Netflix and VICE India’s true-crime series Indian Predator: Butcher of Delhi was released this month, refocusing national attention on a serial killer who dismembered his victims before dumping their bodies across the national capital.
Serial killer Chandrakant Jha was convicted of his crimes which had him taunting and challenging police to try and catch him before he struck again.
A migrant worker from the eastern Bihar state, Jha’s first killing dates back to 1998 but the case against him was eventually dropped for lack of evidence, even though he was arrested for the murder and held in jail for four years.
As the new docuseries – released in India on 20 July – shows, Jha went on to unleash a wave of terror on the city in the years following his acquittal by murdering at least six others.
The three-part series begins with the events of 20 October 2006 when police are shocked to discover a mutilated body dumped outside west Delhi’s Tihar jail. Authorities were alerted to the body by an anonymous caller – now known to be Jha – before they discovered a note among the remains.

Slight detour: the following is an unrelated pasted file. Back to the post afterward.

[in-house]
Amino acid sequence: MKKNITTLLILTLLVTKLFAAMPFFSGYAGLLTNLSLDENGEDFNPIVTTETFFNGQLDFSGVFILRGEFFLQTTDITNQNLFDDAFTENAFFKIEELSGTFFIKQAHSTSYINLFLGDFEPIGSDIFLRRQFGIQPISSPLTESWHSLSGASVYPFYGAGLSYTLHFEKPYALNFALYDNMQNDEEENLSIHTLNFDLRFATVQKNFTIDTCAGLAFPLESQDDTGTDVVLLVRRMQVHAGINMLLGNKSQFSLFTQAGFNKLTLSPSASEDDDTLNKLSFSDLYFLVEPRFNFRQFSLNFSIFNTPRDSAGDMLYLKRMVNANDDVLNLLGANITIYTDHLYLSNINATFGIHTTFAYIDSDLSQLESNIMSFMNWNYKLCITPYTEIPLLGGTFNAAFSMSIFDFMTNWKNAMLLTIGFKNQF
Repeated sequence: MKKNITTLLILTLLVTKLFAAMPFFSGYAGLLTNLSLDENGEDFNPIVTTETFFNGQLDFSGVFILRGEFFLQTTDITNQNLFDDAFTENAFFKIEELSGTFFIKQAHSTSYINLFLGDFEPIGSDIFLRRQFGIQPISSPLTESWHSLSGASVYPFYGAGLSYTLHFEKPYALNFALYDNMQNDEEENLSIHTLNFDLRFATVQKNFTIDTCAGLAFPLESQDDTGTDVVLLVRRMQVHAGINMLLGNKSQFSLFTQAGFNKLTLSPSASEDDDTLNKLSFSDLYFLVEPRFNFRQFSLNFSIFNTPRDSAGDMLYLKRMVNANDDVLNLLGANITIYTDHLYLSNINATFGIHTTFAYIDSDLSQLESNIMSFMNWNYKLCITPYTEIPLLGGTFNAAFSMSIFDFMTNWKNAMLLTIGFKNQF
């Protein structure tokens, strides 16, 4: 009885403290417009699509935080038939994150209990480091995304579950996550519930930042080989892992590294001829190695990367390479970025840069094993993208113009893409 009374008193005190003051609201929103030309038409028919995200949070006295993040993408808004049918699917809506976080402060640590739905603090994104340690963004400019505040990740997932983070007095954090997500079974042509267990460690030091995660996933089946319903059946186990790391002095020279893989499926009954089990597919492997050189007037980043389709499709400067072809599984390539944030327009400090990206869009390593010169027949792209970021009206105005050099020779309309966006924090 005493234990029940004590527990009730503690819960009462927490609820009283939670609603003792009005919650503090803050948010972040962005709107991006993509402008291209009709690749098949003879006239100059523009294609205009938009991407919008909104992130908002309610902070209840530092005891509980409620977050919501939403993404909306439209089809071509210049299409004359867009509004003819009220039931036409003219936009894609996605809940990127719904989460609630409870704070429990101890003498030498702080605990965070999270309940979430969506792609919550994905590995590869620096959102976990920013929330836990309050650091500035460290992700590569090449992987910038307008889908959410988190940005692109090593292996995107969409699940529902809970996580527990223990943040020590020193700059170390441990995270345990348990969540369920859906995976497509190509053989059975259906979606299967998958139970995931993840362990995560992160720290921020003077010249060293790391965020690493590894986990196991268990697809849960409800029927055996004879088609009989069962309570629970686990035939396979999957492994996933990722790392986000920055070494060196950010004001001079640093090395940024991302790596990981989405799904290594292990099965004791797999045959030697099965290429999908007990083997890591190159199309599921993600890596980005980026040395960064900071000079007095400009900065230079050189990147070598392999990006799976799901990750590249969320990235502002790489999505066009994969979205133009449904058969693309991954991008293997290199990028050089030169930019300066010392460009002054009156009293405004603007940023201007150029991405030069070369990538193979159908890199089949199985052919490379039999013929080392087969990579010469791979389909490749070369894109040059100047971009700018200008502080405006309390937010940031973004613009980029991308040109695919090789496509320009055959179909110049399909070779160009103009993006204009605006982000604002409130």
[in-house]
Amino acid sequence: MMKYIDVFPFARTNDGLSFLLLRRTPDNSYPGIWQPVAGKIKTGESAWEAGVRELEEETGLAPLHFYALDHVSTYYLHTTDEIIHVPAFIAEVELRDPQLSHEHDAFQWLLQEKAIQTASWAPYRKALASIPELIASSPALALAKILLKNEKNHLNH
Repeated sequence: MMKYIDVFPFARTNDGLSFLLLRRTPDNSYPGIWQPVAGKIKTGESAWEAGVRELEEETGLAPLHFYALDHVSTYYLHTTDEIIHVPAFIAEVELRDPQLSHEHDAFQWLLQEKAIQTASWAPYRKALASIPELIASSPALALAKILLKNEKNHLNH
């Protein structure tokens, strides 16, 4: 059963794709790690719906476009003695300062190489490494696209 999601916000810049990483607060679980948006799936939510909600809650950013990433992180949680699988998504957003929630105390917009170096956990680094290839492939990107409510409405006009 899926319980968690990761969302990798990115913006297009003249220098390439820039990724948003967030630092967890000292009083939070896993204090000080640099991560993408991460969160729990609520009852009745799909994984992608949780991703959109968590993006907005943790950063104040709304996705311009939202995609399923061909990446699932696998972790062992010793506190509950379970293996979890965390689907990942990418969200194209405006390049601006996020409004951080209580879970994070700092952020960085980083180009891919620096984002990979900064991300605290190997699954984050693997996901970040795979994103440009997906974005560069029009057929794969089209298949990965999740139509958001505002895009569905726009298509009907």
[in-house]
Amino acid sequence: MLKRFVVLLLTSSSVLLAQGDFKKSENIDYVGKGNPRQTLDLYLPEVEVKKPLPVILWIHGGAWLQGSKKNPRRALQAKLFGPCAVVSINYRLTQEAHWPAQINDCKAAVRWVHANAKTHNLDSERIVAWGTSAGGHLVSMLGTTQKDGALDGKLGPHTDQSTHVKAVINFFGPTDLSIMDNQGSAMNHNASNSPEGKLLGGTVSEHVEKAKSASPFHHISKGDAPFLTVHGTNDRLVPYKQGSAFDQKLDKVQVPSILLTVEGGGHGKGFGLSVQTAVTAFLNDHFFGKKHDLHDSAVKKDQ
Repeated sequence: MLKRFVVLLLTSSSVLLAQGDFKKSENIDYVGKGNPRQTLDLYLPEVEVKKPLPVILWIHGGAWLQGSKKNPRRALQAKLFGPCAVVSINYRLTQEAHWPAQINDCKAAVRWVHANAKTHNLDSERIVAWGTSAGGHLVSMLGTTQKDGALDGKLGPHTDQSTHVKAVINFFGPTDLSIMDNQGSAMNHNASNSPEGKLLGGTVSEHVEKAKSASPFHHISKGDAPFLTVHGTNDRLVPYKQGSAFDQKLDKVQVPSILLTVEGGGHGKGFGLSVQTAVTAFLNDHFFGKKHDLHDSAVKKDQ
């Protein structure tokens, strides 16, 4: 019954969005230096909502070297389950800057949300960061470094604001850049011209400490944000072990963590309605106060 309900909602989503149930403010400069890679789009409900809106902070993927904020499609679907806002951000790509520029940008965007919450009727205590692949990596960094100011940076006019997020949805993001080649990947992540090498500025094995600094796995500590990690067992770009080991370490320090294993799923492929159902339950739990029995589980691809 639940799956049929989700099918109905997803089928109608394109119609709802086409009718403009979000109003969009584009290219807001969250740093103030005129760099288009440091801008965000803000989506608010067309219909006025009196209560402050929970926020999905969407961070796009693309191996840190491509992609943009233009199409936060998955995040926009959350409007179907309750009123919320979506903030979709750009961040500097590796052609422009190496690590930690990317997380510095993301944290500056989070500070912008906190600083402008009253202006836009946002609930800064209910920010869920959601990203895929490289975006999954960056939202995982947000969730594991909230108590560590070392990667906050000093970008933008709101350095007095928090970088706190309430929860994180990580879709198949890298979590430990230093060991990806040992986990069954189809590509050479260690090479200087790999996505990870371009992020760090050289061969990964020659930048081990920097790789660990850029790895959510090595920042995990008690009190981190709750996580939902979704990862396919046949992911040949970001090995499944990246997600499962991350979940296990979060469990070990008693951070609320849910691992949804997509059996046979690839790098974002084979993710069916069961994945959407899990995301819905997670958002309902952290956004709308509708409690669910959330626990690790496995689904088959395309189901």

In the note, Jha claimed credit for the murder and promised to deliver another victim’s body to the police if they couldn’t catch him in time.
Soon after, in April and May 2007, Jha dismembered and killed two other young men before scattering their body parts at different locations in New Delhi.
Following his arrest on 20 May 2007, Jha was convicted for the murders of the three men who he befriended on the pretext of helping them find work. During interrogation, he admitted to killing several people and dumping their bodies at different places in Delhi.
News reports at the time indicated his modus operandi was always the same: After a petty disagreement with his victims over things like eating meat or womanizing, Jha brutally killed and mutilated them.
He was found guilty of the three murders that took place between 2006 and 2007 and received two death sentences and life imprisonment until death at a hearing in February 2013. The death sentences were later commuted to life imprisonment without remission three years later.
At his sentencing, judge Kamini Lau noted Jha had committed the offences “in exceptional depravity and extreme brutality”.